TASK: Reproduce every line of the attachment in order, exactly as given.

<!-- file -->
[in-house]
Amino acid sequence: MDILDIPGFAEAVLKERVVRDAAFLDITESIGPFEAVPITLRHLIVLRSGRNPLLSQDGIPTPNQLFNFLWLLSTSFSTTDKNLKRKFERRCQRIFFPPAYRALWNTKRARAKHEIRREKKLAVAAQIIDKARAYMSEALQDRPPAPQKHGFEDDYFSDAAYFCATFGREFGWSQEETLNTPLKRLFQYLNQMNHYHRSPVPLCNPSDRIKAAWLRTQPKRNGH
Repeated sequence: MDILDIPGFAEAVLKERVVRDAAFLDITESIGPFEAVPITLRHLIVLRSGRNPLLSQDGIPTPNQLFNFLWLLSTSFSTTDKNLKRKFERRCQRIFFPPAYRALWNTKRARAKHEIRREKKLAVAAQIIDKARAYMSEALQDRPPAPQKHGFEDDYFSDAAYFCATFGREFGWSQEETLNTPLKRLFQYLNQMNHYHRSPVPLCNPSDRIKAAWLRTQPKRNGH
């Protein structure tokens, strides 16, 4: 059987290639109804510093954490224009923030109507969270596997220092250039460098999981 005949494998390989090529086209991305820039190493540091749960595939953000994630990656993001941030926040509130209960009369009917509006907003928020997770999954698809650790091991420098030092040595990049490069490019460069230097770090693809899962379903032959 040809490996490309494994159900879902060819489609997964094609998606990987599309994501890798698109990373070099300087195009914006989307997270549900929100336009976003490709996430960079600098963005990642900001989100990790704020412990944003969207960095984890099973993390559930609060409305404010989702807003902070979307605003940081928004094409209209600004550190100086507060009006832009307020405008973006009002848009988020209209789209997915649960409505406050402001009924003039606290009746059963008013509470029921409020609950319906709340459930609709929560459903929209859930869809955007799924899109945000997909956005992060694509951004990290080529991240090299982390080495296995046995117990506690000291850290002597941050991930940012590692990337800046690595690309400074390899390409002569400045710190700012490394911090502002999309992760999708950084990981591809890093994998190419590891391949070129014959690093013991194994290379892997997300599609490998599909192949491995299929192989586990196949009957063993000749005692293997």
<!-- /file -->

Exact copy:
[in-house]
Amino acid sequence: MDILDIPGFAEAVLKERVVRDAAFLDITESIGPFEAVPITLRHLIVLRSGRNPLLSQDGIPTPNQLFNFLWLLSTSFSTTDKNLKRKFERRCQRIFFPPAYRALWNTKRARAKHEIRREKKLAVAAQIIDKARAYMSEALQDRPPAPQKHGFEDDYFSDAAYFCATFGREFGWSQEETLNTPLKRLFQYLNQMNHYHRSPVPLCNPSDRIKAAWLRTQPKRNGH
Repeated sequence: MDILDIPGFAEAVLKERVVRDAAFLDITESIGPFEAVPITLRHLIVLRSGRNPLLSQDGIPTPNQLFNFLWLLSTSFSTTDKNLKRKFERRCQRIFFPPAYRALWNTKRARAKHEIRREKKLAVAAQIIDKARAYMSEALQDRPPAPQKHGFEDDYFSDAAYFCATFGREFGWSQEETLNTPLKRLFQYLNQMNHYHRSPVPLCNPSDRIKAAWLRTQPKRNGH
């Protein structure tokens, strides 16, 4: 059987290639109804510093954490224009923030109507969270596997220092250039460098999981 005949494998390989090529086209991305820039190493540091749960595939953000994630990656993001941030926040509130209960009369009917509006907003928020997770999954698809650790091991420098030092040595990049490069490019460069230097770090693809899962379903032959 040809490996490309494994159900879902060819489609997964094609998606990987599309994501890798698109990373070099300087195009914006989307997270549900929100336009976003490709996430960079600098963005990642900001989100990790704020412990944003969207960095984890099973993390559930609060409305404010989702807003902070979307605003940081928004094409209209600004550190100086507060009006832009307020405008973006009002848009988020209209789209997915649960409505406050402001009924003039606290009746059963008013509470029921409020609950319906709340459930609709929560459903929209859930869809955007799924899109945000997909956005992060694509951004990290080529991240090299982390080495296995046995117990506690000291850290002597941050991930940012590692990337800046690595690309400074390899390409002569400045710190700012490394911090502002999309992760999708950084990981591809890093994998190419590891391949070129014959690093013991194994290379892997997300599609490998599909192949491995299929192989586990196949009957063993000749005692293997």